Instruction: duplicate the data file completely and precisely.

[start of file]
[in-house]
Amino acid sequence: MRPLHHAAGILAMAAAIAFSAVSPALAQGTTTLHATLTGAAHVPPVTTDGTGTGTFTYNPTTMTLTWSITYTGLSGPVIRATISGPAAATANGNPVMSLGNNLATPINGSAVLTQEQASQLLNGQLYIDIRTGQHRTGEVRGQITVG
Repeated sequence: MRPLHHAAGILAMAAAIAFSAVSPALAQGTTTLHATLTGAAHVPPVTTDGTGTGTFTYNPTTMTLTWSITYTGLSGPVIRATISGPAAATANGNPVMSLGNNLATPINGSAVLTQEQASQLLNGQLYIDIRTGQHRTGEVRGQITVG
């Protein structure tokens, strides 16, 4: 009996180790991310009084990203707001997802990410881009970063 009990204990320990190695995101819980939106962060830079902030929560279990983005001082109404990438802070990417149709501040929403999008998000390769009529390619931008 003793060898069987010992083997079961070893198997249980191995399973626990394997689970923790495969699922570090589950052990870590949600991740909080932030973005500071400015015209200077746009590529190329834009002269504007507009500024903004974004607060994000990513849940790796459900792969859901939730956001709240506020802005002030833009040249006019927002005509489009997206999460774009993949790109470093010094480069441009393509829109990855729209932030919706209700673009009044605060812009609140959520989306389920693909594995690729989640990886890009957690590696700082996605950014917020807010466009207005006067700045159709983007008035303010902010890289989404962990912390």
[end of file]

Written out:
[in-house]
Amino acid sequence: MRPLHHAAGILAMAAAIAFSAVSPALAQGTTTLHATLTGAAHVPPVTTDGTGTGTFTYNPTTMTLTWSITYTGLSGPVIRATISGPAAATANGNPVMSLGNNLATPINGSAVLTQEQASQLLNGQLYIDIRTGQHRTGEVRGQITVG
Repeated sequence: MRPLHHAAGILAMAAAIAFSAVSPALAQGTTTLHATLTGAAHVPPVTTDGTGTGTFTYNPTTMTLTWSITYTGLSGPVIRATISGPAAATANGNPVMSLGNNLATPINGSAVLTQEQASQLLNGQLYIDIRTGQHRTGEVRGQITVG
């Protein structure tokens, strides 16, 4: 009996180790991310009084990203707001997802990410881009970063 009990204990320990190695995101819980939106962060830079902030929560279990983005001082109404990438802070990417149709501040929403999008998000390769009529390619931008 003793060898069987010992083997079961070893198997249980191995399973626990394997689970923790495969699922570090589950052990870590949600991740909080932030973005500071400015015209200077746009590529190329834009002269504007507009500024903004974004607060994000990513849940790796459900792969859901939730956001709240506020802005002030833009040249006019927002005509489009997206999460774009993949790109470093010094480069441009393509829109990855729209932030919706209700673009009044605060812009609140959520989306389920693909594995690729989640990886890009957690590696700082996605950014917020807010466009207005006067700045159709983007008035303010902010890289989404962990912390």